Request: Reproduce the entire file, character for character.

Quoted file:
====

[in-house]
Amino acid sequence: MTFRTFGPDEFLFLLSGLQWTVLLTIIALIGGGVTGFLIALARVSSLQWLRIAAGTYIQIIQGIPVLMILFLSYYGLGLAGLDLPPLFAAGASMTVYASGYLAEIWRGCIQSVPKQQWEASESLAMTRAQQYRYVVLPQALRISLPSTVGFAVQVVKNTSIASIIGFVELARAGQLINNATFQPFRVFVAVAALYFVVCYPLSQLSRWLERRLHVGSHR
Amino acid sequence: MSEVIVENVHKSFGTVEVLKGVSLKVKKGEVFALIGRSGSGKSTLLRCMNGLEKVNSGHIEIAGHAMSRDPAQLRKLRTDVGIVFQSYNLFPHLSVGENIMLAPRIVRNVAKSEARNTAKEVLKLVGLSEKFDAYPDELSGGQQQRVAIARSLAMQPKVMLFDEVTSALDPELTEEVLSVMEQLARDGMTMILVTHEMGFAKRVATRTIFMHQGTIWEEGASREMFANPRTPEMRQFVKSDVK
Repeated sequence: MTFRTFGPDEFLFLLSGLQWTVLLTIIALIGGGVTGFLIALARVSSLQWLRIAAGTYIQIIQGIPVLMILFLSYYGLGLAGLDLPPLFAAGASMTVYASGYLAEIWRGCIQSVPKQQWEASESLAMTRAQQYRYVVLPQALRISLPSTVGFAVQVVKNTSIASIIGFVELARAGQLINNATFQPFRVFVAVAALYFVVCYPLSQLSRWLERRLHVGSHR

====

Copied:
[in-house]
Amino acid sequence: MTFRTFGPDEFLFLLSGLQWTVLLTIIALIGGGVTGFLIALARVSSLQWLRIAAGTYIQIIQGIPVLMILFLSYYGLGLAGLDLPPLFAAGASMTVYASGYLAEIWRGCIQSVPKQQWEASESLAMTRAQQYRYVVLPQALRISLPSTVGFAVQVVKNTSIASIIGFVELARAGQLINNATFQPFRVFVAVAALYFVVCYPLSQLSRWLERRLHVGSHR
Amino acid sequence: MSEVIVENVHKSFGTVEVLKGVSLKVKKGEVFALIGRSGSGKSTLLRCMNGLEKVNSGHIEIAGHAMSRDPAQLRKLRTDVGIVFQSYNLFPHLSVGENIMLAPRIVRNVAKSEARNTAKEVLKLVGLSEKFDAYPDELSGGQQQRVAIARSLAMQPKVMLFDEVTSALDPELTEEVLSVMEQLARDGMTMILVTHEMGFAKRVATRTIFMHQGTIWEEGASREMFANPRTPEMRQFVKSDVK
Repeated sequence: MTFRTFGPDEFLFLLSGLQWTVLLTIIALIGGGVTGFLIALARVSSLQWLRIAAGTYIQIIQGIPVLMILFLSYYGLGLAGLDLPPLFAAGASMTVYASGYLAEIWRGCIQSVPKQQWEASESLAMTRAQQYRYVVLPQALRISLPSTVGFAVQVVKNTSIASIIGFVELARAGQLINNATFQPFRVFVAVAALYFVVCYPLSQLSRWLERRLHVGSHR